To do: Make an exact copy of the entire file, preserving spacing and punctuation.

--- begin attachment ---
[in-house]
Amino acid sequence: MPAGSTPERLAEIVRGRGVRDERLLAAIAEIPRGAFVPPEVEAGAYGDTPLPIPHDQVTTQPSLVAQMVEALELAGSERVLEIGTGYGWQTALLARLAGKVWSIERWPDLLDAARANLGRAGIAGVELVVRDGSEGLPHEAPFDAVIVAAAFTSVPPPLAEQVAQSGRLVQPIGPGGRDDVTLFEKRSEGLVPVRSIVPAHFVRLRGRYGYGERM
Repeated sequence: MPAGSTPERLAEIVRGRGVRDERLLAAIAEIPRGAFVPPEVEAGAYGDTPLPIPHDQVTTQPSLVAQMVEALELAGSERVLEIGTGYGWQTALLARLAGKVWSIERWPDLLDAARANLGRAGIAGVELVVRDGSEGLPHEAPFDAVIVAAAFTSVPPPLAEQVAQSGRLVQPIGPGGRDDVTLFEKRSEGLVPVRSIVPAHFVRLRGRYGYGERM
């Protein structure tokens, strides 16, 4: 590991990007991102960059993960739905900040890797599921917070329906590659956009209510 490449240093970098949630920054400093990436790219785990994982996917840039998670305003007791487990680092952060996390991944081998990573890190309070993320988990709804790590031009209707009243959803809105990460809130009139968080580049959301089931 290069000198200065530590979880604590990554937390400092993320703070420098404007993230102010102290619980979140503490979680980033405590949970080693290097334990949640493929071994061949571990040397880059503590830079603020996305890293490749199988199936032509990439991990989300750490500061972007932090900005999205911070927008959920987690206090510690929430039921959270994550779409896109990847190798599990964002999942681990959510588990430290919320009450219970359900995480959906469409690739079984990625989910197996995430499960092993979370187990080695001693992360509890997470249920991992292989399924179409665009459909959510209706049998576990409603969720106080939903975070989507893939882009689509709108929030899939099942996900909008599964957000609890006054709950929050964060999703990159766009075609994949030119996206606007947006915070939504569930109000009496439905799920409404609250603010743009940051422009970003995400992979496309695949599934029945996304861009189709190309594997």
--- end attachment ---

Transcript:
[in-house]
Amino acid sequence: MPAGSTPERLAEIVRGRGVRDERLLAAIAEIPRGAFVPPEVEAGAYGDTPLPIPHDQVTTQPSLVAQMVEALELAGSERVLEIGTGYGWQTALLARLAGKVWSIERWPDLLDAARANLGRAGIAGVELVVRDGSEGLPHEAPFDAVIVAAAFTSVPPPLAEQVAQSGRLVQPIGPGGRDDVTLFEKRSEGLVPVRSIVPAHFVRLRGRYGYGERM
Repeated sequence: MPAGSTPERLAEIVRGRGVRDERLLAAIAEIPRGAFVPPEVEAGAYGDTPLPIPHDQVTTQPSLVAQMVEALELAGSERVLEIGTGYGWQTALLARLAGKVWSIERWPDLLDAARANLGRAGIAGVELVVRDGSEGLPHEAPFDAVIVAAAFTSVPPPLAEQVAQSGRLVQPIGPGGRDDVTLFEKRSEGLVPVRSIVPAHFVRLRGRYGYGERM
């Protein structure tokens, strides 16, 4: 590991990007991102960059993960739905900040890797599921917070329906590659956009209510 490449240093970098949630920054400093990436790219785990994982996917840039998670305003007791487990680092952060996390991944081998990573890190309070993320988990709804790590031009209707009243959803809105990460809130009139968080580049959301089931 290069000198200065530590979880604590990554937390400092993320703070420098404007993230102010102290619980979140503490979680980033405590949970080693290097334990949640493929071994061949571990040397880059503590830079603020996305890293490749199988199936032509990439991990989300750490500061972007932090900005999205911070927008959920987690206090510690929430039921959270994550779409896109990847190798599990964002999942681990959510588990430290919320009450219970359900995480959906469409690739079984990625989910197996995430499960092993979370187990080695001693992360509890997470249920991992292989399924179409665009459909959510209706049998576990409603969720106080939903975070989507893939882009689509709108929030899939099942996900909008599964957000609890006054709950929050964060999703990159766009075609994949030119996206606007947006915070939504569930109000009496439905799920409404609250603010743009940051422009970003995400992979496309695949599934029945996304861009189709190309594997």